When I agreed to do Biggest Loser I thought of many things. I wondered could I make the time commitment - given that I have two young children, a full time job and another book on the way. I did some super-mammy juggling and was able to arrange time to go to the classes.
I checked out what kit I would need - and bought suitable trainers, sportswear and a heavy duty sports bra to keep everything in place.
I cleared the cupboards of bad food and poured the remainder of the bottle of wine in the fridge down the sink and I agreed to write a column which I hoped would give me the extra impetus to give Biggest Loser all that I could.
What I didn’t, and couldn’t, prepare myself for was that this, as well as being a pretty full on physical journey, has become an emotional journey as well.
Biggest Loser promises to help you get fit and beat your food demons. But in order to do that, you have to face just how unfit (and in my case, overweight) you are and you have to face those food demons head on.
And I love food. I adore it. I, over the years, have come to associate food with comfort. I don’t just see it as the fuel my body needs to get on with things. I see it as a treat. A reward. A pick me up when I’ve had a bad day at work.
So I’m trying to teach my body to reach for alternatives. To call a friend, or drink a glass of water, or have a long shower, or go for a walk. But there are times when I want to lie on the floor in my kitchen and kick my legs like a toddler in full tantrum and scream that I want to eat the chocolate ice cream, or go out for a takeaway, or open the bottle of wine and drink it as if were water from the tap.
Emotionally I feel as if I am fighting a battle with the person I have been all my life - and while the new good me is winning at the moment I know I’m only ever moments away from a king size bar of Whole Nut.
It is a similar battle with weight loss and my new emerging shape. It is difficult to focus on how far I have come and how far I have to go. I might be lurred with the slightly slinkier thighs and a slightly tighter rear end I’ve developed but I’m aware Joe Soap on the street will still see me as an overweight, verging on middle-age woman.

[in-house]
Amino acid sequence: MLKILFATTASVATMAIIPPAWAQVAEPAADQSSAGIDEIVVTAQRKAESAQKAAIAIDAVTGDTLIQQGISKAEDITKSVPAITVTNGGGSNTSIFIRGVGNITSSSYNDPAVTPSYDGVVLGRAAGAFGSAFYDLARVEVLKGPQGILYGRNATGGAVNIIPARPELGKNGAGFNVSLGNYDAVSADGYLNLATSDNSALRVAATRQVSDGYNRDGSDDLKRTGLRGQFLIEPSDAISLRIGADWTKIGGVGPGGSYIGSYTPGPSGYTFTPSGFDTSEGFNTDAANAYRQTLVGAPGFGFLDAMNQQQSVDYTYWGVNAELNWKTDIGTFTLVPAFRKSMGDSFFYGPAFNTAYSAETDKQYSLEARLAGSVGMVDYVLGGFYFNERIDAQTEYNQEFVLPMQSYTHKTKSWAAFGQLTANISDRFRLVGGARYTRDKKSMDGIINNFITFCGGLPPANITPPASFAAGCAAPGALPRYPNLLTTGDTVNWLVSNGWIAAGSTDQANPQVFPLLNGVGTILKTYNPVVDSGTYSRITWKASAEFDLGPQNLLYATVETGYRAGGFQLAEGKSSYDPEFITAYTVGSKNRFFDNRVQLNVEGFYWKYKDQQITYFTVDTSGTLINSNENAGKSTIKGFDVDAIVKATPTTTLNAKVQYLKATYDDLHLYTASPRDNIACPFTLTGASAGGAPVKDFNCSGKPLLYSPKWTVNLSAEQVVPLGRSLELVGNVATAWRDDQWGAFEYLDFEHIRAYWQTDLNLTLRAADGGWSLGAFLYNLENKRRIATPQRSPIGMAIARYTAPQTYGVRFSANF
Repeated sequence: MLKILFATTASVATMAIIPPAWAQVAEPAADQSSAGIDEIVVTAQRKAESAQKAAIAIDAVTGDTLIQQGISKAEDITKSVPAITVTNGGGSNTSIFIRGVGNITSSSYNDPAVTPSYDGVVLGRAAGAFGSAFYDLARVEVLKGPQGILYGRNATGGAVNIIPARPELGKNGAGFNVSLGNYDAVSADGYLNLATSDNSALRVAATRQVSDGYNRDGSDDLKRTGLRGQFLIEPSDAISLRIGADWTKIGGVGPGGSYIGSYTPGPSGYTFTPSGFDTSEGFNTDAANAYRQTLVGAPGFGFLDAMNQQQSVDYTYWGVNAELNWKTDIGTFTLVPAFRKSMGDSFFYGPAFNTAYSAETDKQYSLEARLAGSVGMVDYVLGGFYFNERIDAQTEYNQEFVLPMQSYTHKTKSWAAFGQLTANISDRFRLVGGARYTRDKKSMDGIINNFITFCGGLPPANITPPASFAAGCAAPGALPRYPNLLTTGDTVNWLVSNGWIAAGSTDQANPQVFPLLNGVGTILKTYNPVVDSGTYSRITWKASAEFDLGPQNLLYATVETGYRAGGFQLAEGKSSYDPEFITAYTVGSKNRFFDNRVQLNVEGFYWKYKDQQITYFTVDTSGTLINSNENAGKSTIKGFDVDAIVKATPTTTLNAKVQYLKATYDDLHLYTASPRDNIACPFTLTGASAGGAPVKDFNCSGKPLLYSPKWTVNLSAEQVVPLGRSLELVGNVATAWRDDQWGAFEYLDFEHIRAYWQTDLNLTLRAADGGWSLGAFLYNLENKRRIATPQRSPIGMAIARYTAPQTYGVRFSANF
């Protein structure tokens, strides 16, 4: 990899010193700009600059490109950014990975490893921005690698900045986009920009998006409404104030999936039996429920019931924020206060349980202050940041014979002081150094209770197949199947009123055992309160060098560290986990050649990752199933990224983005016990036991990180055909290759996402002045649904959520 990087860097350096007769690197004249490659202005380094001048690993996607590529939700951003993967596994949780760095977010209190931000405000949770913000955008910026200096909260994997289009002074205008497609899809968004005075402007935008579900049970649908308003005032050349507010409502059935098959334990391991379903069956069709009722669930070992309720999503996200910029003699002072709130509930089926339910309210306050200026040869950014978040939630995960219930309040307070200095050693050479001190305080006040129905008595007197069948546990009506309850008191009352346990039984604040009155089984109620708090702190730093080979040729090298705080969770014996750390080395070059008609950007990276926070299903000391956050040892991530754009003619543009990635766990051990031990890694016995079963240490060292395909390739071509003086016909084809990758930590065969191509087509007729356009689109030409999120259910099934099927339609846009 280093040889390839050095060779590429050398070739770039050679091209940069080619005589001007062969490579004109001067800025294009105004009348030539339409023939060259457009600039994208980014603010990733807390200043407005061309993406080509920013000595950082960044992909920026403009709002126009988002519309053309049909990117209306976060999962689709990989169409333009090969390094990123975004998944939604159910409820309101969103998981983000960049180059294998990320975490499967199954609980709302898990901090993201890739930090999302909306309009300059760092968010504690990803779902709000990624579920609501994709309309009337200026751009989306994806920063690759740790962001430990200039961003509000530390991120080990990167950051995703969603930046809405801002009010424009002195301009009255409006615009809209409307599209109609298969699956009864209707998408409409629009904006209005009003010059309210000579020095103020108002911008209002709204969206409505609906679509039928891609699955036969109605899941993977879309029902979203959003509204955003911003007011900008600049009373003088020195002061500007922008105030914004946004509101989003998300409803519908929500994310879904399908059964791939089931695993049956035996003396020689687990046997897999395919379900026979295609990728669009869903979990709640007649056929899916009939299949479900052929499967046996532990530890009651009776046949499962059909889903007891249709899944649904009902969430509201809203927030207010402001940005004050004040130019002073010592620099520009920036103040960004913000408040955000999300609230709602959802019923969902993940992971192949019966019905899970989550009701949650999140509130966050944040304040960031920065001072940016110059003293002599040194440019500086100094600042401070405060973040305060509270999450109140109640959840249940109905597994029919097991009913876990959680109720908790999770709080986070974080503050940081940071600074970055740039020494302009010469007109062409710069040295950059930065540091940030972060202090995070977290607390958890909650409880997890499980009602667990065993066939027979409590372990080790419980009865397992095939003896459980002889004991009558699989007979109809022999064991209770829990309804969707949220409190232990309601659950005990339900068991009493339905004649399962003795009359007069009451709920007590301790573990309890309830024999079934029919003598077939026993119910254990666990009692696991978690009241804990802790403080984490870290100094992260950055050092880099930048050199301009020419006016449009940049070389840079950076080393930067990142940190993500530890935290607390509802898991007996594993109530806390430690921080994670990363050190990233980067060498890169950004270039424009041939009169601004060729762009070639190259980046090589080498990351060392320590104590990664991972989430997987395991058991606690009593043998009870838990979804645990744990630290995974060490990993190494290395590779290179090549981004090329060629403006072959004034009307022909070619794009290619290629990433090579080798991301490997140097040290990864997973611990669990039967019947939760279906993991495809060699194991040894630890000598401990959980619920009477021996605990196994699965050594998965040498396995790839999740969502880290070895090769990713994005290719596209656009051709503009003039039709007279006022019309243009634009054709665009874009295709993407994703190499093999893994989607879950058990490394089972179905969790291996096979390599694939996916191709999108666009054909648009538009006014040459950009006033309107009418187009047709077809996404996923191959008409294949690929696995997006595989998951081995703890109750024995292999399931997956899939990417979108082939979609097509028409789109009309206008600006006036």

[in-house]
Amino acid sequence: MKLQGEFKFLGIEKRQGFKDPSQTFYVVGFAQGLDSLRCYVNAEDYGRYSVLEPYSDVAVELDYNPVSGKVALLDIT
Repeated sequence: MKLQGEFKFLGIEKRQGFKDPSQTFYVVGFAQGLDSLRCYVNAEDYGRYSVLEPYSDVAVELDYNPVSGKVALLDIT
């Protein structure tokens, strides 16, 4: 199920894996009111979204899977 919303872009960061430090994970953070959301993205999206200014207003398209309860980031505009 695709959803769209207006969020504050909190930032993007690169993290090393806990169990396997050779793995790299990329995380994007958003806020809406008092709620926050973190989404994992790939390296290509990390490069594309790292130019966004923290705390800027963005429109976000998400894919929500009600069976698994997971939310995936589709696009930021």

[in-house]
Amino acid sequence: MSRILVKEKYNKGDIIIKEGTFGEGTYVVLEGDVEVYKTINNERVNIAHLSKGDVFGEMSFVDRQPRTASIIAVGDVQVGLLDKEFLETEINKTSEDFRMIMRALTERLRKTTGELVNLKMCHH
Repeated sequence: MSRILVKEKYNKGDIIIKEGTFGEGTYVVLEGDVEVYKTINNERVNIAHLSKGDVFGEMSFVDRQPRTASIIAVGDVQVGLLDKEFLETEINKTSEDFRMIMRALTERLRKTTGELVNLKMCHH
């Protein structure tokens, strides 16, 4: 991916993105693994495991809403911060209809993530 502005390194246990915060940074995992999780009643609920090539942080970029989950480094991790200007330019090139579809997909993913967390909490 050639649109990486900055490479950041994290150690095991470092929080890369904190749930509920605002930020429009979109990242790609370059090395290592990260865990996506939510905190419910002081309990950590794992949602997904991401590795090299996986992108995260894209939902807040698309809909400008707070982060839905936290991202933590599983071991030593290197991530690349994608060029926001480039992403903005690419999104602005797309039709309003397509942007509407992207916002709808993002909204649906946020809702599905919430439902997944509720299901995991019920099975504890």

Joe Soap won’t realise I weighed a lot more a few weeks ago or that, even two weeks ago, I couldn’t “plank” or “squat” without needing to have the cardiac ambulance on standby and that running the length of myself was out of the question.
It was at Circuits last week as part of Biggest Loser that I realised, while I was sweating and struggling to swing a kettle bell over my head, that I was actually enjoying the process.
I was enjoying feeling myself get fitter. I could run around the hall without wheezing as much as I had just a week before. Those endorphins all those skinny fit people were talking about must have kicked in and I left on a high.
Even when the personal trainers were shouting their commands in the manner of a drill sergeant I had a “bring it on” mentality about it.
I felt the same after walking round Ness Woods on Sunday finding it easier than I had just a few weeks ago.
But for every feeling of achievement there is a sense that there is more to do. I’m now three weeks into Biggest Loser. Already I know it is a life changer. All aspects of me - and how I see myself - are changing. And this week, the losses on the scales continued.